Janine tries on a few pieces of old boro from the collection.
 
 
All these items were simple peasant farmers clothes that were patched out of necessity. A lot of these pieces were made in the north of Japan, in the Aomori Prefecture, where it gets quite cold and the seasons are short. It is too cold to grow cotton up there, so all the clothes were made of hemp and/or other local natural plant fibres, all dyed with indigo to preserve them and make them long wearing. indigo dyed cloth doesn’t rot and insects wont eat it. It is interesting to see old cloth that has both blue and white designs woven into it. In the very old pieces, the white areas have rotted or been eaten away and only the blue indigo dyed areas remain.
Really old and extremely worn out fabric was pulled to pieces and used to stuff bed-clothes, or cut up into strips and rewoven into indigo hemp warp to create new cloth from the old. This recycling, making sure that nothing is wasted, has a term in Japanese. ‘Mottainai’. Which can be literally translated as ‘being too good to waste’.
I have written about my interest in ‘boro’ in the past on this blog. See, “Something boro, something blue”. Posted on
Best wishes from Steve and Janine in Tokyo.

Our Wild Life in a Small Village

Although we lead a quiet life in a small village.  Our wild life was exposed yesterday for all to see. We had a Posse of Parrots, a gaggle of gang gangs, a calamity of black cockatoos, all the usual small silvereyes, fire tails and wrens, swarming and flurrying across our gardens. A very noisey pair of juvenile magpies demanding to be constantly fed and the occasional visiting flock of marauding white cockatoos. Thankfully they moved on.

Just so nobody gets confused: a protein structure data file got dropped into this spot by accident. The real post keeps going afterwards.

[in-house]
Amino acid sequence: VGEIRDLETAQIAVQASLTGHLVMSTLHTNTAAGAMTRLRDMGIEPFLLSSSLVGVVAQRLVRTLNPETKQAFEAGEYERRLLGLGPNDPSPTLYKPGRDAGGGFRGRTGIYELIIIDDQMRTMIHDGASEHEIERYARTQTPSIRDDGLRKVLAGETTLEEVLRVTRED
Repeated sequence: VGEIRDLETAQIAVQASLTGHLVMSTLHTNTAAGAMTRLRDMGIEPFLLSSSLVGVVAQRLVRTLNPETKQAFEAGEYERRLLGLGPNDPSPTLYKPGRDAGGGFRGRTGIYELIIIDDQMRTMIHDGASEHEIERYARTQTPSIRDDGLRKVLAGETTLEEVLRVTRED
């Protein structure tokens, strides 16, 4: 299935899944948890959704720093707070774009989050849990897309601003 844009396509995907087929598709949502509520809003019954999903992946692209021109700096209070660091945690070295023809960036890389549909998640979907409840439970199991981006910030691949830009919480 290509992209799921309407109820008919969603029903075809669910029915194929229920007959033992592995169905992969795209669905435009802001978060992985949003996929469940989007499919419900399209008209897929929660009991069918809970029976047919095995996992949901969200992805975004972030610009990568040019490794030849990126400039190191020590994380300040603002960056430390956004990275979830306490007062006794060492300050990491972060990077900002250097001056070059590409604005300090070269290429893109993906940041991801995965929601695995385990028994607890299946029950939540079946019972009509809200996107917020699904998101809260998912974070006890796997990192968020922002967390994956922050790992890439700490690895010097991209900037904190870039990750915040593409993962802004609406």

The king parrots spent a few days with us following us around the house and gardens. I presume, hoping to be fed. But we didn’t, so they eventually moved on to visit someone else who would feed them. We have a bird bath, under cover in the shrubbery which is very popular for washing and drinking by all the birds, but we don’t extend our welcome to feeding. I think that they are much better off working the forest around here for their own wild food.

We also had a visit from an echidna. She/he was only here for the day, just passing through and was gone the next morning. As we have 4 dams for water and a couple of hectares of forested land around them, with loads of dead trees on the ground. I suspect that this is a very suitable habitat for him/her, as they swim as well as burrow. There are plenty of termites in the dead wood all around here.

IMG_7909IMG_7911

IMG_4559

IMG_4565 IMG_8306

IMG_4595 IMG_4587

 

The Weather Warms Up

As the weather warms up, we continue to harvest the garlic as it starts to mature and dry off. each different variety comes on at slightly different times, but  most of it has been lifted now, with just a few blocks of plants still remaining in the ground.

IMG_8187 IMG_8202

The citrus are flowering, one of the lemons is flowering so profusely that the ground under the tree is white with fallen petals. The fragrance is beautiful.

I have spent the last few weeks kiln building, and kiln number 300 is now complete and ready for delivery. This is my penult kiln, kiln number 301 will be my last before I retire from building these larger, heavier kilns. I will continue on in semi-retirement for  a few more years building the smaller, lighter, relocatable, mini wood fired kilns, as these are easier on my worn-out body.

IMG_8223 IMG_8246

The birds have started to destroy the fruit crop – as usual!. After 40 years of organic farming here, all the older stone fruit trees are too big for us to net individually these days. It has crossed my mind, that we could net the whole orchard, but this would be prohibitively expensive. We did net the entire vegetable garden area about 15 years ago and that was there best thing that we ever did. Now we get all of our produce and the birds, rabbits, wallabies, possums and eastern grey kangaroos are no longer a problem.

IMG_8226